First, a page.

The Internet

+ - Virgin deflowered by Wikipedia

Submitted by
lee
lee writes "Virgin Unite, the charitable arm of Virgin Group, is matching one for one all donations to Wikimedia Foundation for a 24 hour period. When this period began, a link to Virgin Unite was placed in the site notice on all Wikimedia projects. A mere twelve (12) minutes later their site was down for the count due to overwhelming traffic. As of now the site notice is no longer pointing directly to the Virgin Unite site, but instead redirects to an article on the Wikimedia Foundation wiki. One Wikipedia editor blogged this here."
Censorship

+ - Wikipedia no longer accessible from China

Submitted by
empaler
empaler writes "The respite was very short for the Chinese wikipedians - reported in the Inquirer, Wikipedia is now inaccessible in China. However, it is unclear whether this is recession to earlier censorship policy or just an error. From the article: "So far it is not clear if the problems are technical or if they are part of a formal ban as there has not been a comment from the Foreign Ministry and Ministry of Information Industry.". A lengthier article is available at Prison Planet, who broke the story."
Space

+ - Fastest Spinning Black Hole Ever Found

Submitted by
brian0918
brian0918 writes "NewScientist reports that researchers in Cambridge have detected a black hole spinning at nearly 1,000 times per second — the fastest ever recorded. From the article: 'McClintock's team examined a black hole in our galaxy called GRS 1915+105, which lies about 36,000 light years away. They found the innermost stable orbit around GRS 1915 is so close that the black hole must be spinning at nearly 1000 times per second. The finding supports the idea that only fast-spinning stars can collapse to create powerful explosions called long gamma-ray bursts.' Also see the relevant journal article published in The Astrophysical Journal."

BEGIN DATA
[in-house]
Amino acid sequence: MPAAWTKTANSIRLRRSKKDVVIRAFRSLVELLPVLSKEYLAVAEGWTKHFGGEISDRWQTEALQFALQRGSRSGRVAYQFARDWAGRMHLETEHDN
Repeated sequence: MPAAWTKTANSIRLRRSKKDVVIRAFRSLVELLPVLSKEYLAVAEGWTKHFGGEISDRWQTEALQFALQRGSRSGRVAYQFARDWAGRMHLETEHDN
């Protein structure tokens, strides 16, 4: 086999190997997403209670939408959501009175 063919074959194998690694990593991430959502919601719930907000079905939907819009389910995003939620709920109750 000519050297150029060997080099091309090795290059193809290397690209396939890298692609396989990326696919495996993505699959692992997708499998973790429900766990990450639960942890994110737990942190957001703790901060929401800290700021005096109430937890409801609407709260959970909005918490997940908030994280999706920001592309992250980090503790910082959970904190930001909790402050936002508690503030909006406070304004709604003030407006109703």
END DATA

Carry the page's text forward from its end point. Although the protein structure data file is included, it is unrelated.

PlayStation (Games)

+ - PS3 sold at a loss

Submitted by staaktdenarbeid
staaktdenarbeid (620908) writes "While everyone thinkgs the PS3 is too expensive, a teardown found out that Sony sells the console at a loss. From the article in EETimes: The combined materials and manufacturing cost of the PS3 is $806 for the model equipped with a 20-Gbyte hard disk drive (HDD) and $840 for the higher end 60-Gbyte HDD version, according to a preliminary estimate of expenses by iSuppli's teardown analysis service. Sony is taking a loss of roughly $307 on the lower-end model and $241 on the higher end model."

An IP Environmentalism for Culture and Knowledge? 210

Posted by ScuttleMonkey
from the made-up-words dept.
An anonymous reader writes "An article by James Boyle in the FT argues that we are (slowly) moving towards a 'cultural environmentalism' that tries to protect the public domain in the way that the environmental movement tries to protect the natural ecology. Apparently there will be a (free) conference at Stanford on the subject soon, organized by Larry Lessig's Center there."